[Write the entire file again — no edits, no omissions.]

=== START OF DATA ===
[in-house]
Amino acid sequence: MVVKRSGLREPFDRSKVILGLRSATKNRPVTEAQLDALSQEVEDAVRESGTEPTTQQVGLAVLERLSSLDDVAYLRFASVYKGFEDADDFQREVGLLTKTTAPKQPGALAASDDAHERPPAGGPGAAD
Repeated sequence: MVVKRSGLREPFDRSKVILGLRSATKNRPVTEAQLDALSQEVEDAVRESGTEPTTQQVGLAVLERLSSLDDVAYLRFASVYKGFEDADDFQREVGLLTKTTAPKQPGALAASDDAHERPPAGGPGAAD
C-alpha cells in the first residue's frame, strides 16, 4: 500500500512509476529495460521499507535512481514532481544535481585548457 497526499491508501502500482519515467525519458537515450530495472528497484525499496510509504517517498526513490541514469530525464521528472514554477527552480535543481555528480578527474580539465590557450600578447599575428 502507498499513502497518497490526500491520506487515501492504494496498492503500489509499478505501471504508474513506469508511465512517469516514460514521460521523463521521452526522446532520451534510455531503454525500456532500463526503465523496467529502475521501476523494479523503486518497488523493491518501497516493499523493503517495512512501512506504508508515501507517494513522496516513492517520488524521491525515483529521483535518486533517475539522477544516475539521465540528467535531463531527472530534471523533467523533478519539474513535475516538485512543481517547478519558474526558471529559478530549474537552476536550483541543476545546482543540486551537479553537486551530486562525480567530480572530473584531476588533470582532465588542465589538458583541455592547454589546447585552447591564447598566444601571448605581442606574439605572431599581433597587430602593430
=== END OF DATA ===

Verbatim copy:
[in-house]
Amino acid sequence: MVVKRSGLREPFDRSKVILGLRSATKNRPVTEAQLDALSQEVEDAVRESGTEPTTQQVGLAVLERLSSLDDVAYLRFASVYKGFEDADDFQREVGLLTKTTAPKQPGALAASDDAHERPPAGGPGAAD
Repeated sequence: MVVKRSGLREPFDRSKVILGLRSATKNRPVTEAQLDALSQEVEDAVRESGTEPTTQQVGLAVLERLSSLDDVAYLRFASVYKGFEDADDFQREVGLLTKTTAPKQPGALAASDDAHERPPAGGPGAAD
C-alpha cells in the first residue's frame, strides 16, 4: 500500500512509476529495460521499507535512481514532481544535481585548457 497526499491508501502500482519515467525519458537515450530495472528497484525499496510509504517517498526513490541514469530525464521528472514554477527552480535543481555528480578527474580539465590557450600578447599575428 502507498499513502497518497490526500491520506487515501492504494496498492503500489509499478505501471504508474513506469508511465512517469516514460514521460521523463521521452526522446532520451534510455531503454525500456532500463526503465523496467529502475521501476523494479523503486518497488523493491518501497516493499523493503517495512512501512506504508508515501507517494513522496516513492517520488524521491525515483529521483535518486533517475539522477544516475539521465540528467535531463531527472530534471523533467523533478519539474513535475516538485512543481517547478519558474526558471529559478530549474537552476536550483541543476545546482543540486551537479553537486551530486562525480567530480572530473584531476588533470582532465588542465589538458583541455592547454589546447585552447591564447598566444601571448605581442606574439605572431599581433597587430602593430